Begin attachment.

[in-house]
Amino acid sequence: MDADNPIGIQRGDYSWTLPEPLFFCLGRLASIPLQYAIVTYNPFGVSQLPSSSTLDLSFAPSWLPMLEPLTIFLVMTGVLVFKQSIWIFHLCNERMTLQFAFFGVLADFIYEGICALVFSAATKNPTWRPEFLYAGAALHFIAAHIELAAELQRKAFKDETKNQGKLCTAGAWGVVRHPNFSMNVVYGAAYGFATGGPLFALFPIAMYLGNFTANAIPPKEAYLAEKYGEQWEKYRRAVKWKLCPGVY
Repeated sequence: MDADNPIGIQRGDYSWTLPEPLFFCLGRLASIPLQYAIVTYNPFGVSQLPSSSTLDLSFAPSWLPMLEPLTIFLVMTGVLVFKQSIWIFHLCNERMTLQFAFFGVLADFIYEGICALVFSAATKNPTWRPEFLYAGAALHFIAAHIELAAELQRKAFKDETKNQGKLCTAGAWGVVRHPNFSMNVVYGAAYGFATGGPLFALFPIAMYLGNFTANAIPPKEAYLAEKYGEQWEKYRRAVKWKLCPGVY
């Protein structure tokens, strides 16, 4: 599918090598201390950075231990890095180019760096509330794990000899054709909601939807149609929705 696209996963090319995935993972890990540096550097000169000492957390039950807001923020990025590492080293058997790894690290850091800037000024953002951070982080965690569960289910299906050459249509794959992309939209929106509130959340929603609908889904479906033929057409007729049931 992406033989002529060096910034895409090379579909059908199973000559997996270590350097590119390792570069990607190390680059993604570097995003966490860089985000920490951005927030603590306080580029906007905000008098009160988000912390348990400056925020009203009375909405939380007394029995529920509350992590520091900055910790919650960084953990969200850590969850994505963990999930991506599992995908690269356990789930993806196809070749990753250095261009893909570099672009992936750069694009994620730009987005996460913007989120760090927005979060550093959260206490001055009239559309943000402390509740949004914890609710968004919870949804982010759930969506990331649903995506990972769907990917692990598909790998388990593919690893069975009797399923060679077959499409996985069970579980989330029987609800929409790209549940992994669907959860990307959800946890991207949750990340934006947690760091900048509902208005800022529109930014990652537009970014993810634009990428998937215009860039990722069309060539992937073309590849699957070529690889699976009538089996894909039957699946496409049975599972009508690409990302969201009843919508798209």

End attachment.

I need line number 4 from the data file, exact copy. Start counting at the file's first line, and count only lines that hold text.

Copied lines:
């Protein structure tokens, strides 16, 4: 599918090598201390950075231990890095180019760096509330794990000899054709909601939807149609929705 696209996963090319995935993972890990540096550097000169000492957390039950807001923020990025590492080293058997790894690290850091800037000024953002951070982080965690569960289910299906050459249509794959992309939209929106509130959340929603609908889904479906033929057409007729049931 992406033989002529060096910034895409090379579909059908199973000559997996270590350097590119390792570069990607190390680059993604570097995003966490860089985000920490951005927030603590306080580029906007905000008098009160988000912390348990400056925020009203009375909405939380007394029995529920509350992590520091900055910790919650960084953990969200850590969850994505963990999930991506599992995908690269356990789930993806196809070749990753250095261009893909570099672009992936750069694009994620730009987005996460913007989120760090927005979060550093959260206490001055009239559309943000402390509740949004914890609710968004919870949804982010759930969506990331649903995506990972769907990917692990598909790998388990593919690893069975009797399923060679077959499409996985069970579980989330029987609800929409790209549940992994669907959860990307959800946890991207949750990340934006947690760091900048509902208005800022529109930014990652537009970014993810634009990428998937215009860039990722069309060539992937073309590849699957070529690889699976009538089996894909039957699946496409049975599972009508690409990302969201009843919508798209």